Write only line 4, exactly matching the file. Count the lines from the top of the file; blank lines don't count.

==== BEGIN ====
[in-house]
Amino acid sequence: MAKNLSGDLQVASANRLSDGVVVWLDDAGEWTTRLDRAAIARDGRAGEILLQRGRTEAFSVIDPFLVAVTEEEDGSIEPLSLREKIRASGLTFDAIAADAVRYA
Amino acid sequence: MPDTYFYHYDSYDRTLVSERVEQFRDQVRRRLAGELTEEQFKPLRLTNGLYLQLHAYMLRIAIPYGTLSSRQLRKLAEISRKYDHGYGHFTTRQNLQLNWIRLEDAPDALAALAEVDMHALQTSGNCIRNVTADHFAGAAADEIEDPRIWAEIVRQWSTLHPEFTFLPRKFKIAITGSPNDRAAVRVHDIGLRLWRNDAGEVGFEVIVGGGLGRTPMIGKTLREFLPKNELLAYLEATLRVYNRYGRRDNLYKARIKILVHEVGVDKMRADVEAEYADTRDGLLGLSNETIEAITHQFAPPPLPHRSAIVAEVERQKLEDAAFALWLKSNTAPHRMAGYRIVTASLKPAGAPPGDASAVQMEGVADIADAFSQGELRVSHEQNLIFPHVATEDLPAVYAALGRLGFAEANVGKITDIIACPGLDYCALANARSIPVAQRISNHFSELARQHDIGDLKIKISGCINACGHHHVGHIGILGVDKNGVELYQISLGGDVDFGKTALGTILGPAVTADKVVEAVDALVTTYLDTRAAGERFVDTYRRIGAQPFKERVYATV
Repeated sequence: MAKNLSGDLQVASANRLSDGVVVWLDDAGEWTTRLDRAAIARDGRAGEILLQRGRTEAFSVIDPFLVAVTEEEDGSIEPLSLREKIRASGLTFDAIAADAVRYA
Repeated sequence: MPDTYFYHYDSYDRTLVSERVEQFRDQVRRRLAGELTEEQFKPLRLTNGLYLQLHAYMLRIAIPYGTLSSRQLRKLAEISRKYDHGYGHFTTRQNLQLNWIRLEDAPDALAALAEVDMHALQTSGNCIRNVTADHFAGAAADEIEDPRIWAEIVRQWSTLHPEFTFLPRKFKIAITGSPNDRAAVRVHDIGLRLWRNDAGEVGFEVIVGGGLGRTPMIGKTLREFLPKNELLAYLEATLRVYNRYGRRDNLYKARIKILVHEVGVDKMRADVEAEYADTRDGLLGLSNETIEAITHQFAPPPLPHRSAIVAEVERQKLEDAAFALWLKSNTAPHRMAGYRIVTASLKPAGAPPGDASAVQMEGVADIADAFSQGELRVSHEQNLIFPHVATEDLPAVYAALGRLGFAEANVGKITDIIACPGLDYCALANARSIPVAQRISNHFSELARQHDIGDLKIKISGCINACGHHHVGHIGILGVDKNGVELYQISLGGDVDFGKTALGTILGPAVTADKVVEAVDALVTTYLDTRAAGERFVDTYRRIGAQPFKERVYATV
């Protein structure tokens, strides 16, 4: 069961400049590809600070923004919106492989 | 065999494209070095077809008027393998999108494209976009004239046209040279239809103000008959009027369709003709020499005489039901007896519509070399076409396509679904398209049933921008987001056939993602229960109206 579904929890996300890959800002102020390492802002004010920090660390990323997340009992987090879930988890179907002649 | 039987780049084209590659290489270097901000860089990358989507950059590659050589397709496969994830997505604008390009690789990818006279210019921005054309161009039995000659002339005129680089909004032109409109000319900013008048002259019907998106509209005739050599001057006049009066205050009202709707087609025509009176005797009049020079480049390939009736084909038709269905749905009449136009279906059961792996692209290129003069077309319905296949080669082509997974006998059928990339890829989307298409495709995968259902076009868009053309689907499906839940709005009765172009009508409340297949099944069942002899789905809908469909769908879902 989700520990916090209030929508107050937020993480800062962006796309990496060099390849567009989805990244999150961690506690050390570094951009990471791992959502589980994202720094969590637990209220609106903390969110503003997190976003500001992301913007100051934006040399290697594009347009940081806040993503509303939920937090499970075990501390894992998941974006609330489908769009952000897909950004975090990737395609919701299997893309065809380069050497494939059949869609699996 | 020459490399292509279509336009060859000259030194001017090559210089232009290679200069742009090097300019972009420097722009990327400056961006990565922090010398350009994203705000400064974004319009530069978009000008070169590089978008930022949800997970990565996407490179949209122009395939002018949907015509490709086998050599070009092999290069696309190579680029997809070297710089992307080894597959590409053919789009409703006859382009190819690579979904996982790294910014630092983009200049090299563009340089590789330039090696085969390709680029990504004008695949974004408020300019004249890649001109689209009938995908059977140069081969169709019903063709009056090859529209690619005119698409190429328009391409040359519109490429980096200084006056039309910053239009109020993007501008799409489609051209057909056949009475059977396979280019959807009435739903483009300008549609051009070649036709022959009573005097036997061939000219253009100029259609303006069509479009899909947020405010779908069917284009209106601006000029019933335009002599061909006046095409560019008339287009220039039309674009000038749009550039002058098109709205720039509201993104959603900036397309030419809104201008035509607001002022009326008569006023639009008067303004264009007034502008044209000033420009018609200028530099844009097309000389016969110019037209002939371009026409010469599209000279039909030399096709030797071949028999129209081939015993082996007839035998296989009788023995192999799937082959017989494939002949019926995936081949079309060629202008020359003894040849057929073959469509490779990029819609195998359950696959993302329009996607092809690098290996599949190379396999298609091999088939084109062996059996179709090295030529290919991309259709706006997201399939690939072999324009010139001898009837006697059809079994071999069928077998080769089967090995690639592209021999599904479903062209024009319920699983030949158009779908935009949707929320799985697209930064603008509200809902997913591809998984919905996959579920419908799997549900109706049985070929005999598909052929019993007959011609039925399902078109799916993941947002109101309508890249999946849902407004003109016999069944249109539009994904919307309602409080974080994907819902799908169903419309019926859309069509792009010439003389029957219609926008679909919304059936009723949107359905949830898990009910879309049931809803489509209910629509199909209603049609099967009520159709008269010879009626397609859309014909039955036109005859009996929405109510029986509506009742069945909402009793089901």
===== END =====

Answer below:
Repeated sequence: MAKNLSGDLQVASANRLSDGVVVWLDDAGEWTTRLDRAAIARDGRAGEILLQRGRTEAFSVIDPFLVAVTEEEDGSIEPLSLREKIRASGLTFDAIAADAVRYA